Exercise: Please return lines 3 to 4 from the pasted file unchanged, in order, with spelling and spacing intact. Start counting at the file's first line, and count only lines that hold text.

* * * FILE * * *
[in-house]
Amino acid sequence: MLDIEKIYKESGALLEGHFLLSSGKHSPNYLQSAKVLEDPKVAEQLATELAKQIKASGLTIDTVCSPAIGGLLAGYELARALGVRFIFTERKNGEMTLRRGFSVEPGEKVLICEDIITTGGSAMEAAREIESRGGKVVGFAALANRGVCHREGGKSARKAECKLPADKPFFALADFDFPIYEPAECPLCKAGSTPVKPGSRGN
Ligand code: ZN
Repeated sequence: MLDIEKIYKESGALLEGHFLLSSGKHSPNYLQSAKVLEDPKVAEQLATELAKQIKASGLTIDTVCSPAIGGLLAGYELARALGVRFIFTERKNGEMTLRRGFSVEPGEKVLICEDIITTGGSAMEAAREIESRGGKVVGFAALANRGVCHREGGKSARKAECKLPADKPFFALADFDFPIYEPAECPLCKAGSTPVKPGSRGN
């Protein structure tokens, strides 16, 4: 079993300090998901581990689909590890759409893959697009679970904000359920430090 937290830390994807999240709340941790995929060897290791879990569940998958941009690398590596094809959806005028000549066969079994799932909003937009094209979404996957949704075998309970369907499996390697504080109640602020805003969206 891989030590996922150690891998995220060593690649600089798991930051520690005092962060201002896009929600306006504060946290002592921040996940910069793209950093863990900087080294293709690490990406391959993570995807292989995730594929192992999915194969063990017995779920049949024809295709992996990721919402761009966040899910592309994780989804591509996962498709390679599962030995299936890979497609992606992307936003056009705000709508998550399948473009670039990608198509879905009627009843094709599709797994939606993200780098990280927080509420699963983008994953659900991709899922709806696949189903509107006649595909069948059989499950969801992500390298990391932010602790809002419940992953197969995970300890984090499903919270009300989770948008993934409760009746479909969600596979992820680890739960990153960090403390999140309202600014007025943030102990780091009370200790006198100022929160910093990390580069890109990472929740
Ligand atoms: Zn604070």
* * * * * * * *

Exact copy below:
Ligand code: ZN
Repeated sequence: MLDIEKIYKESGALLEGHFLLSSGKHSPNYLQSAKVLEDPKVAEQLATELAKQIKASGLTIDTVCSPAIGGLLAGYELARALGVRFIFTERKNGEMTLRRGFSVEPGEKVLICEDIITTGGSAMEAAREIESRGGKVVGFAALANRGVCHREGGKSARKAECKLPADKPFFALADFDFPIYEPAECPLCKAGSTPVKPGSRGN